Child Development

Emotional Development of a 3 Year Old

Emotional Development of a 3 Year Old

Our eldest son is 3.5 years old now. He is such a big boy and we’re very proud of the person he is becoming. But we are also emotionally, physically and mentally exhausted, not to mention on the brink of a nervous breakdown. Why you ask? Because being 3 ain’t easy for anyone involved. 

I know most people fear their child turning 2 (you can read about it in Emotional Development of a 2 year old: Part 1 and Emotional Development of a 2 year old: Part 2), but I personally think 3 should be feared much more. Your 3 year old will test you in ways, their 2 year old self never could. Your 3 year old is much more verbal, aware of self, has strong wants and needs, but no sense of delayed gratification, and overall poor self-control. This makes for a lethal combination. 

Their Feelings are at the forefront and they are strong. Almost like a hurricane coming at you multiple times a day.

You may look at the way your child behaves and believe that you need to get them under control before things get worse. But before you do that, I encourage you to read my post Parental Control – Real or Illusion. You may find that getting them under control is more about tweaking their environment and understanding their motivations than bringing the hammer down. 

“This post contains affiliate links, which means we make a small commission from your purchases. This does not cost you anything but helps us run and upkeep our website. Please, click here to view our affiliate disclosure policy. Thank you. “

But back to the nervous breakdown state we are in. It’s been pretty rough. Our son has become like the Tasmanian Devil from Looney Tunes. He is loud, full of energy and destroys everything in his path. His listening skills could use some improvement, as well as his follow throughs. We do our best to expel his energy daily, but it’s not easy. Did I mention that we also have a 1 year old who only sleeps sometimes? There are days when both my husband and I are ready to call it quits and let our eldest do whatever, as long as he leaves us alone.

Those days are also the most tempting for us to use the “tried and true” methods of parenting like yelling, threatening, taking toys away, etc. No one comes out feeling good in those moments. And I know all parents go through days like that. It’s normal but absolutely not a productive way of dealing with a 3 year old.

Brain Development of a 3 year old

First let’s revisit what is happening in the brain of our pre-schooler. It’s a busy and chaotic place. The growth and development is rapid but just like at any stage, it is not unilateral. So while the connections of the temporal lobe (responsible for emotions) grow and strengthen like rapid fire, the connections of the frontal lobe (responsible for emotional regulation) continue their growth at a snail’s pace. Thus still leaving your child in a state where their wants and emotions rule above all else. Their self-control may have improved slightly over the last year but most likely they still erupt at a moment’s notice. But here is where you will see the most change in the coming year – their communication skills.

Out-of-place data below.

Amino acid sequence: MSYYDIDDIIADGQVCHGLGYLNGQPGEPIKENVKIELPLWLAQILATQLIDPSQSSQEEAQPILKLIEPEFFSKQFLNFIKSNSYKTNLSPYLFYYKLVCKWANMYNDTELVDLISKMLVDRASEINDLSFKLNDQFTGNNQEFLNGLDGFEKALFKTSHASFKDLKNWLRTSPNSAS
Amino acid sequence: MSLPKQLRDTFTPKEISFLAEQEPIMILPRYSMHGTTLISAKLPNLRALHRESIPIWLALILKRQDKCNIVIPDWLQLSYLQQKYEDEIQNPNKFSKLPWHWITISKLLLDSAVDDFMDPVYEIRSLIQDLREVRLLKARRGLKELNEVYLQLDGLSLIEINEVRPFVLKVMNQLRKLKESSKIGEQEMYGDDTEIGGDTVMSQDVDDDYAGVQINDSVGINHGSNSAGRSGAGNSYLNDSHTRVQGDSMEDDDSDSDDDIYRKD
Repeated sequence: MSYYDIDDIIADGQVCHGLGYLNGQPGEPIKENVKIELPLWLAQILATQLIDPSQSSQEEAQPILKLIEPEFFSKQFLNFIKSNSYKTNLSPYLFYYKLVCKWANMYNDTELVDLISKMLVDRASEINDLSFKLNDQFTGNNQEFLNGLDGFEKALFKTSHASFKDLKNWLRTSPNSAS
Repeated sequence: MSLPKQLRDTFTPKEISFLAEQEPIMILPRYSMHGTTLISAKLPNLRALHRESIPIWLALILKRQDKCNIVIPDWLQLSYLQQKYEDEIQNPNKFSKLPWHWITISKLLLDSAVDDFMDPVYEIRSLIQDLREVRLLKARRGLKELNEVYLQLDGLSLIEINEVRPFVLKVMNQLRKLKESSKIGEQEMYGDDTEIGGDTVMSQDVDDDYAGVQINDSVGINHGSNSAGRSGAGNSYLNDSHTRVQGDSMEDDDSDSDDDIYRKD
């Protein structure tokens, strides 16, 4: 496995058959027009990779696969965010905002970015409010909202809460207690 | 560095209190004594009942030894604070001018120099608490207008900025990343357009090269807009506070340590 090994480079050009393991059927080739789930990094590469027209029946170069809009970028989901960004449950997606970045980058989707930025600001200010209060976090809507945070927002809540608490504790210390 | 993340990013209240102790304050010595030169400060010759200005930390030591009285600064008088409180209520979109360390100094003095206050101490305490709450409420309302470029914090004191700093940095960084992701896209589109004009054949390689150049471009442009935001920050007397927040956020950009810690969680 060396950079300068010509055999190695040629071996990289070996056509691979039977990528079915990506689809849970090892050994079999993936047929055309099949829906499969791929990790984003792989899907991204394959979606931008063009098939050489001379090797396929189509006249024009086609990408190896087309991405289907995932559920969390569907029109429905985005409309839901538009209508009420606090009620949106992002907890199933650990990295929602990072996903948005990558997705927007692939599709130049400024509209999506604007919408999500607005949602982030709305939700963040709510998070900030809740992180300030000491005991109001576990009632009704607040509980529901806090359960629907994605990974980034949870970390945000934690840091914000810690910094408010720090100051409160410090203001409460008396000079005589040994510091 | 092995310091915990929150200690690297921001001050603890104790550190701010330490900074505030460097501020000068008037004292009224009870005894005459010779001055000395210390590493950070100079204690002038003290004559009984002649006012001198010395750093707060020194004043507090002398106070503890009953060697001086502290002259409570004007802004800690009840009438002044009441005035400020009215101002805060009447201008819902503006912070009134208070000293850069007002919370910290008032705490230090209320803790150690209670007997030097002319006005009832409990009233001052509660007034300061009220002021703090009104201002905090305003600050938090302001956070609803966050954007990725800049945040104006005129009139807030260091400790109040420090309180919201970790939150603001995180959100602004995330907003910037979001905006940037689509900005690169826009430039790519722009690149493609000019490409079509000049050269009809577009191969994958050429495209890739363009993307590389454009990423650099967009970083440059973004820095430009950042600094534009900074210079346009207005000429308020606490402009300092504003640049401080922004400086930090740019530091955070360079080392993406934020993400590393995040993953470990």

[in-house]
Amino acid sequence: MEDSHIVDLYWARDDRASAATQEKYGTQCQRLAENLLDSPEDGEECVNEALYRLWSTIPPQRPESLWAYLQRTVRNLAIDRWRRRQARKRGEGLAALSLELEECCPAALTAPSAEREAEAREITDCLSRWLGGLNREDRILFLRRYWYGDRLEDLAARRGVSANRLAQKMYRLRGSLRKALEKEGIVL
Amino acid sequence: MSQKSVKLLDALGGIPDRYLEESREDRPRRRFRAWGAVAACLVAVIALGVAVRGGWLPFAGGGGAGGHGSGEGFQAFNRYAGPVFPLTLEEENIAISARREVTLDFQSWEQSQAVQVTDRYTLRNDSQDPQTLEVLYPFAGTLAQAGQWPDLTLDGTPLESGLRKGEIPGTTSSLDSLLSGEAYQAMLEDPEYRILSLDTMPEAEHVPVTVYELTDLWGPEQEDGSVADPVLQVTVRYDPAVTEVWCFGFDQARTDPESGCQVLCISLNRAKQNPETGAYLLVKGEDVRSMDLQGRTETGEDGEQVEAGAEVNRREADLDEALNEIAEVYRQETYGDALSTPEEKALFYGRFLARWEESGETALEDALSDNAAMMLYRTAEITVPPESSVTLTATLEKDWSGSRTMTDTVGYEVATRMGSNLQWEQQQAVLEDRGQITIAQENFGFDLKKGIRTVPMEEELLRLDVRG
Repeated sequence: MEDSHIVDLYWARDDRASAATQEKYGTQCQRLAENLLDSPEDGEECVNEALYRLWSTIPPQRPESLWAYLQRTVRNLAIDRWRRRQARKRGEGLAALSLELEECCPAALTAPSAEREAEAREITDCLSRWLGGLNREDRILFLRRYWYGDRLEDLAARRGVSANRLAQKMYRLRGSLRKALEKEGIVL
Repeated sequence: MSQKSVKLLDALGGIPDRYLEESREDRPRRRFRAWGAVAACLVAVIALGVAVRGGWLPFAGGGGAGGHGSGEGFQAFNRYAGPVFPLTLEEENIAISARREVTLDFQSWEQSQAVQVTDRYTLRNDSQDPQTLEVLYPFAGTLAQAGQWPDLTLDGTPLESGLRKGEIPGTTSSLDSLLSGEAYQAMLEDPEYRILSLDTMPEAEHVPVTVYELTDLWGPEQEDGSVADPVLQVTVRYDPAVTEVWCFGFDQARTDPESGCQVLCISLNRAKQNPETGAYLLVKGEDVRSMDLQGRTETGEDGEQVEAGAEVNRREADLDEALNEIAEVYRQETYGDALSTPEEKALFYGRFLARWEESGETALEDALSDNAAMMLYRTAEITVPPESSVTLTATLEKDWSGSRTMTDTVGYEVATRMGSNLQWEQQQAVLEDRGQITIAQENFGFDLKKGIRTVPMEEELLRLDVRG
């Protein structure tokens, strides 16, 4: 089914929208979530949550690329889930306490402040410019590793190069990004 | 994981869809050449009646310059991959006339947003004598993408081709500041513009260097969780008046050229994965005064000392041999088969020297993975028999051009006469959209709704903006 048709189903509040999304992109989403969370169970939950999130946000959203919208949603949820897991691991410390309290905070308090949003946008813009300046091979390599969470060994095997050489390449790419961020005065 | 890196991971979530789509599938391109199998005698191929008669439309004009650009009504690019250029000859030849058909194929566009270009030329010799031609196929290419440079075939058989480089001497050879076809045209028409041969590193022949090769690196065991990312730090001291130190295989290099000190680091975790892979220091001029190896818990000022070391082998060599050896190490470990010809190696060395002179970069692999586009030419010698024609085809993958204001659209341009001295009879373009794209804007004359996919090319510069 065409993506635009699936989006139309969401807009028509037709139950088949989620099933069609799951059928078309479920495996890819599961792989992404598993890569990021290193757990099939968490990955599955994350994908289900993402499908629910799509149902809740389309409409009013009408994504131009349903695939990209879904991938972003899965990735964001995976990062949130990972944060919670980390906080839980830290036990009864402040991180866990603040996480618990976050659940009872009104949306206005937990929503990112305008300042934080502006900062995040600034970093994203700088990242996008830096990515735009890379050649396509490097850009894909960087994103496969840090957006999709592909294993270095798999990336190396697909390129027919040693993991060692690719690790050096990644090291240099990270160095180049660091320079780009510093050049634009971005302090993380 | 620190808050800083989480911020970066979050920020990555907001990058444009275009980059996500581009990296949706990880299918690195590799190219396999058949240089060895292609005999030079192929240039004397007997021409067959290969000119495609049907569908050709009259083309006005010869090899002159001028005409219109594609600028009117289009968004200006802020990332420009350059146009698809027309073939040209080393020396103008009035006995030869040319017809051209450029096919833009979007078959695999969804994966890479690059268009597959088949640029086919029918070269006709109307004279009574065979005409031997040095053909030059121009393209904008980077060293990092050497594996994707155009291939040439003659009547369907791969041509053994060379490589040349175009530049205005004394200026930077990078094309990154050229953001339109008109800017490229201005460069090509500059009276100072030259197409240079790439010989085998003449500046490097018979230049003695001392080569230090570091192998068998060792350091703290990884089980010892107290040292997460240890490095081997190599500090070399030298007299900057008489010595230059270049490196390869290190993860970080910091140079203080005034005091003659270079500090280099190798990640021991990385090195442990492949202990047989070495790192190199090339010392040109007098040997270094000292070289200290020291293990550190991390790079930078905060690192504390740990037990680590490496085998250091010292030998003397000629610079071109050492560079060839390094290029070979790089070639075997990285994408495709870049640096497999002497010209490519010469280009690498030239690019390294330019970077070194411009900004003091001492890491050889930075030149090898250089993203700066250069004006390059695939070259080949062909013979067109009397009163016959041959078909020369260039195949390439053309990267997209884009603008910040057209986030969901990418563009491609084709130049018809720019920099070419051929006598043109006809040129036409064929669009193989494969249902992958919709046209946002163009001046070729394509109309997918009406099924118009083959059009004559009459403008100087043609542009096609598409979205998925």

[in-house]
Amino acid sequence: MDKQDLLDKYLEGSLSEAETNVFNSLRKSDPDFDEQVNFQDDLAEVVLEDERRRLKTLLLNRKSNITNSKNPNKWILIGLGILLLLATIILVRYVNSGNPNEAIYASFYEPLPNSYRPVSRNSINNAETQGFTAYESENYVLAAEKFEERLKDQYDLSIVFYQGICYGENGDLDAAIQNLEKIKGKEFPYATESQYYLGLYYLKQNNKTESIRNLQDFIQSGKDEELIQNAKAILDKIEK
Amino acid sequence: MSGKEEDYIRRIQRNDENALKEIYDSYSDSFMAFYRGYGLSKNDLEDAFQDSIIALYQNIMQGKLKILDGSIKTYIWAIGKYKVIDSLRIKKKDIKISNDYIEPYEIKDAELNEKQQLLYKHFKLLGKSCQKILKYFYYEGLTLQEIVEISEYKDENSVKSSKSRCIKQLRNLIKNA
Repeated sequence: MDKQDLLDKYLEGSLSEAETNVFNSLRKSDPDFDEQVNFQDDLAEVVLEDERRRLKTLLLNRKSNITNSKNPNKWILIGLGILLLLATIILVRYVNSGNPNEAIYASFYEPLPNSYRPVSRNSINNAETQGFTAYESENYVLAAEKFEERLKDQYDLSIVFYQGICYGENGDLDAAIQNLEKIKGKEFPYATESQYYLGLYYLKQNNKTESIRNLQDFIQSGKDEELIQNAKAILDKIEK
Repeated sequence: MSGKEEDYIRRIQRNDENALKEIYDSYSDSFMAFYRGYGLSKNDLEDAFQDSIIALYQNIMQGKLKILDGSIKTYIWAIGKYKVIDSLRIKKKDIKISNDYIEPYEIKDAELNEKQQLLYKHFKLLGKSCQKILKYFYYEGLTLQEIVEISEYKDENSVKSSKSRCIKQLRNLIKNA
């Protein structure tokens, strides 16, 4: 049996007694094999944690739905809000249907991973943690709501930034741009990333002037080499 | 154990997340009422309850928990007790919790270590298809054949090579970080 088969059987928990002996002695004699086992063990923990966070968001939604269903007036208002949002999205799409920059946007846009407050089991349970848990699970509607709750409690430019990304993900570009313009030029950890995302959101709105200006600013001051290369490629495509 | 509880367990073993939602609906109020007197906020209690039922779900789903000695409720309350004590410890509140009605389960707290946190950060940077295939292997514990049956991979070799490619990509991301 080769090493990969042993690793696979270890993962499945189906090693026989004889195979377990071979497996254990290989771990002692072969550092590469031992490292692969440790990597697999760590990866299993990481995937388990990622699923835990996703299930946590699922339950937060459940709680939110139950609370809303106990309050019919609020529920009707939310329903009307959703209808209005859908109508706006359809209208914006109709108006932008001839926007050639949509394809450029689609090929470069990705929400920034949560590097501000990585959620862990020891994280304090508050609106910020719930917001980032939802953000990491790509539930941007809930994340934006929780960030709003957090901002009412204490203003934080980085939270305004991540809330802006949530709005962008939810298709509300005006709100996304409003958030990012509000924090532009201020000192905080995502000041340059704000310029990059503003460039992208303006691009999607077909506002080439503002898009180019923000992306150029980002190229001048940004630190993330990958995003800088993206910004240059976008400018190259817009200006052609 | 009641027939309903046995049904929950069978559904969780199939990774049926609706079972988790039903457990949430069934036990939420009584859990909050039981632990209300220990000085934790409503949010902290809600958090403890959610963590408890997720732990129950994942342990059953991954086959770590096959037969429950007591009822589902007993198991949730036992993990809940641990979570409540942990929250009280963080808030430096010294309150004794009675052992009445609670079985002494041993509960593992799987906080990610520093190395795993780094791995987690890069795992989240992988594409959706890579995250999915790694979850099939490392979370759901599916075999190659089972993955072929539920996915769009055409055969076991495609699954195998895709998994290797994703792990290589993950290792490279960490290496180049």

Up until now, their receptive language (what they understand) was far more developed than their expressive (what they can say). But now is the time for the expressive language to catch up and amaze us every single day. Our kids will tell us new words and new sentences almost every day. We will finally be able to see more into their world and understand it better. Along with their expressive skills, their imaginations will take off and we can sit back and watch their imaginative play. It really is a wonderful time in their life.

But wait a minute, didn’t I just mention the mental breakdown my husband and I are suffering. Yes, you remembered right. Despite there being so much wonder surrounding our son’s development, he is very difficult to be around. His favorite phrases now are “I want” and “All mine”. It’s not exactly easy dealing with this a million times a day (a bit of an exaggeration but that’s what it actually feels like). Not to mention having a younger sibling often brings out feelings of jealousy and possessiveness in him. He is also very physical when expressing his anger and often pinches, bites or squeezes the offending person or object. Nothing is more fun than watching a toddler bite a chair he just tripped over. (Sarcasm)

Strategies for Behavior Management

So how do we handle our 3 year old? Well, we do the best we can. We strive to only use positive parenting techniques but sometimes slip up. We’re only human and often sleep deprived.

Name Emotions and Feelings

The number one thing we have always done with him and continue to do is name his feelings for him. His vocabulary may be growing but it won’t be growing without our help. Having proper names for his feelings, helps my son express what he’s feeling through words and not actions. If he’s crying and he’s able to tell me that he is frustrated because he wasn’t able to make something work, it allows me to target my response. I don’t have to sit and guess why he’s crying. His teacher also does a great job teaching him names for his emotions. She taught him more complex emotions like anxious, enraged, frustrated. It’s been very helpful for all of us.